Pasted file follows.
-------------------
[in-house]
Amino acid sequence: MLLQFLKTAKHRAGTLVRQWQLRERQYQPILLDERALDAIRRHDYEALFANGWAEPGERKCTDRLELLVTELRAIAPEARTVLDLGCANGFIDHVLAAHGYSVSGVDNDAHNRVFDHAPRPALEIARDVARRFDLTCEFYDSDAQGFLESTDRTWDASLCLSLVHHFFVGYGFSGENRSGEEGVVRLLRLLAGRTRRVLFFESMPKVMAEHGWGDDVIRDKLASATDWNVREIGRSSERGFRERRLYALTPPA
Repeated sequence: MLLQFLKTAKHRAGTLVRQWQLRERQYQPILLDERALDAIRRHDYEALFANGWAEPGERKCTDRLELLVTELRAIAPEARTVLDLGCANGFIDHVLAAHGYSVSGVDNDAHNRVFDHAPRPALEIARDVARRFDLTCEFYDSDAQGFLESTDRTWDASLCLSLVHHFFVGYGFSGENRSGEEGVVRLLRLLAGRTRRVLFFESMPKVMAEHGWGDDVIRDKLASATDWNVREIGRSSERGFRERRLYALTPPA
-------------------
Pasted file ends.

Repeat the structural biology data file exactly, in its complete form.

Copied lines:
[in-house]
Amino acid sequence: MLLQFLKTAKHRAGTLVRQWQLRERQYQPILLDERALDAIRRHDYEALFANGWAEPGERKCTDRLELLVTELRAIAPEARTVLDLGCANGFIDHVLAAHGYSVSGVDNDAHNRVFDHAPRPALEIARDVARRFDLTCEFYDSDAQGFLESTDRTWDASLCLSLVHHFFVGYGFSGENRSGEEGVVRLLRLLAGRTRRVLFFESMPKVMAEHGWGDDVIRDKLASATDWNVREIGRSSERGFRERRLYALTPPA
Repeated sequence: MLLQFLKTAKHRAGTLVRQWQLRERQYQPILLDERALDAIRRHDYEALFANGWAEPGERKCTDRLELLVTELRAIAPEARTVLDLGCANGFIDHVLAAHGYSVSGVDNDAHNRVFDHAPRPALEIARDVARRFDLTCEFYDSDAQGFLESTDRTWDASLCLSLVHHFFVGYGFSGENRSGEEGVVRLLRLLAGRTRRVLFFESMPKVMAEHGWGDDVIRDKLASATDWNVREIGRSSERGFRERRLYALTPPA